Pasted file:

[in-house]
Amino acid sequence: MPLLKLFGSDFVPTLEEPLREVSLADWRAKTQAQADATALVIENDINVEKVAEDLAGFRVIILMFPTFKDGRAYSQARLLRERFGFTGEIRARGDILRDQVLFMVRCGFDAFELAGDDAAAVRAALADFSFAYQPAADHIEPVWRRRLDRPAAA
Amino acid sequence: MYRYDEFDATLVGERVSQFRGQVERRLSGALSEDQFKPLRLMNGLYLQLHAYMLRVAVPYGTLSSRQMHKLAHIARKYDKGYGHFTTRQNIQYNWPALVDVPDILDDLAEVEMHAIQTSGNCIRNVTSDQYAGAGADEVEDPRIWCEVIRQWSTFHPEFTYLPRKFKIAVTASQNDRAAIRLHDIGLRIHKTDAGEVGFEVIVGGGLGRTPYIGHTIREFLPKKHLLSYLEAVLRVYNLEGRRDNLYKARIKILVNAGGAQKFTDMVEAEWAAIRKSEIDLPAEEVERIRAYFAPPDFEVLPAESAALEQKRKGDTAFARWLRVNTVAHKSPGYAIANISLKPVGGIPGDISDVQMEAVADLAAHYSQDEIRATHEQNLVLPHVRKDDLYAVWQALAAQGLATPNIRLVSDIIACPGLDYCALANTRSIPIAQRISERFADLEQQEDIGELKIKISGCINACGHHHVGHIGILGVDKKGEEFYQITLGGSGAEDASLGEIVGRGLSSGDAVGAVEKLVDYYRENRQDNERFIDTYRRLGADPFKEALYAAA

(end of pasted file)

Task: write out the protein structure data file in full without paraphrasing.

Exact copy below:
[in-house]
Amino acid sequence: MPLLKLFGSDFVPTLEEPLREVSLADWRAKTQAQADATALVIENDINVEKVAEDLAGFRVIILMFPTFKDGRAYSQARLLRERFGFTGEIRARGDILRDQVLFMVRCGFDAFELAGDDAAAVRAALADFSFAYQPAADHIEPVWRRRLDRPAAA
Amino acid sequence: MYRYDEFDATLVGERVSQFRGQVERRLSGALSEDQFKPLRLMNGLYLQLHAYMLRVAVPYGTLSSRQMHKLAHIARKYDKGYGHFTTRQNIQYNWPALVDVPDILDDLAEVEMHAIQTSGNCIRNVTSDQYAGAGADEVEDPRIWCEVIRQWSTFHPEFTYLPRKFKIAVTASQNDRAAIRLHDIGLRIHKTDAGEVGFEVIVGGGLGRTPYIGHTIREFLPKKHLLSYLEAVLRVYNLEGRRDNLYKARIKILVNAGGAQKFTDMVEAEWAAIRKSEIDLPAEEVERIRAYFAPPDFEVLPAESAALEQKRKGDTAFARWLRVNTVAHKSPGYAIANISLKPVGGIPGDISDVQMEAVADLAAHYSQDEIRATHEQNLVLPHVRKDDLYAVWQALAAQGLATPNIRLVSDIIACPGLDYCALANTRSIPIAQRISERFADLEQQEDIGELKIKISGCINACGHHHVGHIGILGVDKKGEEFYQITLGGSGAEDASLGEIVGRGLSSGDAVGAVEKLVDYYRENRQDNERFIDTYRRLGADPFKEALYAAA